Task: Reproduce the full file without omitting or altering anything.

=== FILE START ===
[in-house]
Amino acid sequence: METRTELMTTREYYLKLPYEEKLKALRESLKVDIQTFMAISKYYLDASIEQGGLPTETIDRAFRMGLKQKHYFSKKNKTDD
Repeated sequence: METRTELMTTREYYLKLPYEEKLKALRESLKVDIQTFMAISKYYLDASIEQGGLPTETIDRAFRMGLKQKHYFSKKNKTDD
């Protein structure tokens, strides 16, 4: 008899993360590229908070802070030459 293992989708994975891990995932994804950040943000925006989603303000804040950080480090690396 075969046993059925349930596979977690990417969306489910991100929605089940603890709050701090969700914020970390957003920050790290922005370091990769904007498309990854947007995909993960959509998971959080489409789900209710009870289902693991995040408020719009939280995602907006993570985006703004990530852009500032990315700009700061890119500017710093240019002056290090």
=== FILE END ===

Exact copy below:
[in-house]
Amino acid sequence: METRTELMTTREYYLKLPYEEKLKALRESLKVDIQTFMAISKYYLDASIEQGGLPTETIDRAFRMGLKQKHYFSKKNKTDD
Repeated sequence: METRTELMTTREYYLKLPYEEKLKALRESLKVDIQTFMAISKYYLDASIEQGGLPTETIDRAFRMGLKQKHYFSKKNKTDD
């Protein structure tokens, strides 16, 4: 008899993360590229908070802070030459 293992989708994975891990995932994804950040943000925006989603303000804040950080480090690396 075969046993059925349930596979977690990417969306489910991100929605089940603890709050701090969700914020970390957003920050790290922005370091990769904007498309990854947007995909993960959509998971959080489409789900209710009870289902693991995040408020719009939280995602907006993570985006703004990530852009500032990315700009700061890119500017710093240019002056290090």